Eyes in the Field: The Power of Real-Time Employee Reporting
This article is part of our Back to Basics series, which highlights fundamental principles of environmental, health, and safety management. The series is written for EHS professionals new to this industry, as well as experienced pros who want to keep their skills fresh.
When it comes to safety, hindsight is often 20/20.
Even if employees detect and report workplace hazards, trends or patterns don't emerge until weeks or months later when reports are run.
At best, that puts companies in a perpetual state of putting out fires. At worst, they're only able to see risks and hazards after an accident happens.
The ability to capture and analyze real-time employee observations, then, is the key to a safer workplace.
What is real-time employee reporting?
Real-time employee reporting is a method for collecting employee feedback on safety hazards and incidents on the spot. Instead of waiting until the end of a shift to fill out a risk observation or near miss report and return it to a supervisor, it uses a system like mobile app or kiosk to record this feedback right away.
What are the benefits of real-time employee reporting?
Real-time employee reporting is one of the most important tools in the safety professional’s toolbox. With real-time reporting, employees act as your eyes in the field, alerting you to hazardous conditions and providing early warning of potential problems.
Having access to instant feedback also creates opportunities for continuous improvement. Rather than waiting until an accident occurs, real-time employee reporting allows you to address risks proactively and identify potential corrective actions.
Finally, real-time reporting has the advantage of capturing near miss and risk information when it’s fresh in employees’ minds. This yields more complete, accurate data for things like safety monitoring and ESG reporting.
How to encourage timely reporting of incidents & risk observations
Both tools and culture play a role in promoting timely reporting. Here are some steps safety professionals can take to encourage employees to report incidents and risk observations right away:
1. Identify barriers to employee reporting
There are many reasons an employee might not report a near miss or risk observation right away. When employees encounter a hazard, they're usually in the middle of work — meaning stopping to fill out a lengthy reporting form is inconvenient. In other cases, employees simply don't know what or how to report. And despite anti-retaliation laws, some employees fail to report incidents or observations for fear of repercussions.
2. Provide training
Some of these challenges can be addressed through ongoing training. Safety leaders should review employees' rights and responsibilities, including the right to report a work-related injury, illness, or safety violation without fear of retaliation. Employers should also review the types of incidents that should be reported and how to fill out company forms.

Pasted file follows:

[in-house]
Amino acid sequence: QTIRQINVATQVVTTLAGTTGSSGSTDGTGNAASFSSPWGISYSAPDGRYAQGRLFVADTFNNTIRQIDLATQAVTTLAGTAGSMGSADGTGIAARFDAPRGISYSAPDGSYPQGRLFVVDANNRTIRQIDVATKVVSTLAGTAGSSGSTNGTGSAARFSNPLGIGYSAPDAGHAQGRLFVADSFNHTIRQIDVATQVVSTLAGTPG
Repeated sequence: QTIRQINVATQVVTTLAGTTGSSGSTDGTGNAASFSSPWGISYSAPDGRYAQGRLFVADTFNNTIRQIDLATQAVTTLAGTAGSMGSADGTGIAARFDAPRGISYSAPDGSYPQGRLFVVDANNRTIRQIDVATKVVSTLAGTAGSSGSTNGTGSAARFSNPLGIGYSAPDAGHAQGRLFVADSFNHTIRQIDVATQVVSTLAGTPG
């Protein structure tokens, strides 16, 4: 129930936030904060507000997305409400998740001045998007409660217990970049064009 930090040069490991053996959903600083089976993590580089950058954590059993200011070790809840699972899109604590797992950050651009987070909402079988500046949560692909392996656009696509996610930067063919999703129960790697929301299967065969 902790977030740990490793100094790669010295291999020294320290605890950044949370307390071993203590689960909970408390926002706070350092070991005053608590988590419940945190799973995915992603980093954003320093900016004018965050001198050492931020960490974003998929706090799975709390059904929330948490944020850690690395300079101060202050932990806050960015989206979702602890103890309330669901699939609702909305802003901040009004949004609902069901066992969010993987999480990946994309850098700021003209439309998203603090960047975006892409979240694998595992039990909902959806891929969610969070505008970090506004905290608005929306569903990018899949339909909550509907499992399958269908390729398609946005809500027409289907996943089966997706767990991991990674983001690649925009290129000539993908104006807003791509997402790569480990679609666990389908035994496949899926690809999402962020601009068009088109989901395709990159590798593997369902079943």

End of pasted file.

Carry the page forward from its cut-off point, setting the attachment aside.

3. Leverage mobile reporting software
To overcome other reporting obstacles, companies should consider using mobile reporting software. This technology enables employees to upload real-time observations, images, and video from any kiosk or mobile device — even offline. It takes less than 30 seconds for employees to fill out a report, requires no special knowledge, and can be done anonymously.
4. Analyze employee observations
Of course, getting employees to report their observations is only half the battle. Another challenge is how to analyze observation data in a timely fashion. Paper forms have to be painstakingly entered into spreadsheets, and manually compiled into reports. While you might glance at individual observations when they're entered, it's impossible to get a clear picture of trends and patterns until you run a report at the end of a period. By then, it's often too late.
Instead, employers can harness the power of EHS software to turn employee observations into real-time safety knowledge. When employees report an observation, it immediately goes into a centralized database. From there, employers can view observations in dynamic dashboards. They can also drill down on trends at specific locations or specific types of incidents.
Using safety dashboards in Perillon, EHS and executives can analyze incident trends in real time.
5. Act on feedback
Finally, employees are more likely to report risks and near misses if they know that managers are taking them seriously. Employees need to know that their input has an immediate effect on safety. Be sure to explain how this information is being used within your organization. Do near miss reports automatically trigger an investigation? Are you rolling out new corrective and preventive actions? Demonstrate that you are actively translating employee feedback into action.
In all, real-time employee observations can help employers proactively prevent accidents and lower risks. By giving employees the right tools and encouragement, you can promote a “see something, say something culture”.
Note: This article was originally published in 2018, and was updated in May 2023 for freshness and comprehensiveness.